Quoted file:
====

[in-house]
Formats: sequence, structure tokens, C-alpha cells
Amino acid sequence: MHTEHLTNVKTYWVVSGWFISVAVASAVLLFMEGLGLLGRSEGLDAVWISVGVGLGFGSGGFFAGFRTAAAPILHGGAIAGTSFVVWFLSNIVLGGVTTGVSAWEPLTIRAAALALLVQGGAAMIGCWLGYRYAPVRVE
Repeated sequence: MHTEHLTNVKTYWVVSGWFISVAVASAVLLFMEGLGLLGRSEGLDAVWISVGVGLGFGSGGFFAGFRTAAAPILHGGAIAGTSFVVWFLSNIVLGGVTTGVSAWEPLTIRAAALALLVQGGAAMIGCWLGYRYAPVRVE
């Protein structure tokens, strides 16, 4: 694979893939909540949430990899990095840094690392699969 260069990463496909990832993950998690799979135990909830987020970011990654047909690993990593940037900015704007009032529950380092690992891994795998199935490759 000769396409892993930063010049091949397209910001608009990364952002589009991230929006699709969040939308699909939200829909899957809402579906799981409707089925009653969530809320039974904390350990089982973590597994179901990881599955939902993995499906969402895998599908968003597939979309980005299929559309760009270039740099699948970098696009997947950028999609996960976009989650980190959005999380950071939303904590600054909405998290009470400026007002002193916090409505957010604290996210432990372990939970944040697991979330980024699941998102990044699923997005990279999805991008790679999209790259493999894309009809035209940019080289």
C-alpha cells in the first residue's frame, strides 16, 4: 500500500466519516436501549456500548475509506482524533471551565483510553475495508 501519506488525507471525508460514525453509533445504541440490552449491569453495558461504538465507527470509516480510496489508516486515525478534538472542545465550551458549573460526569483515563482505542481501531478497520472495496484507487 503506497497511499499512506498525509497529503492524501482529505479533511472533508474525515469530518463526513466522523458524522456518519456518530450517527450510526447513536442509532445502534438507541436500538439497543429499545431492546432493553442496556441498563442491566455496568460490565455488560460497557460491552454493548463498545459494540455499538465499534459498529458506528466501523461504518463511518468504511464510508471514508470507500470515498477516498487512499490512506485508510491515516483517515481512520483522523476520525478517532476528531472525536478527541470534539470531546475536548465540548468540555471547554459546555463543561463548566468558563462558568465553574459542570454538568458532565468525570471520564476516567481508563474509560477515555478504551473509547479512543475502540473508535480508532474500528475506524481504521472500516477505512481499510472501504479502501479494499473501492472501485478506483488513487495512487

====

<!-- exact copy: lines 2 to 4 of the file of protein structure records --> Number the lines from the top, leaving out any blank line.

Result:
Formats: sequence, structure tokens, C-alpha cells
Amino acid sequence: MHTEHLTNVKTYWVVSGWFISVAVASAVLLFMEGLGLLGRSEGLDAVWISVGVGLGFGSGGFFAGFRTAAAPILHGGAIAGTSFVVWFLSNIVLGGVTTGVSAWEPLTIRAAALALLVQGGAAMIGCWLGYRYAPVRVE
Repeated sequence: MHTEHLTNVKTYWVVSGWFISVAVASAVLLFMEGLGLLGRSEGLDAVWISVGVGLGFGSGGFFAGFRTAAAPILHGGAIAGTSFVVWFLSNIVLGGVTTGVSAWEPLTIRAAALALLVQGGAAMIGCWLGYRYAPVRVE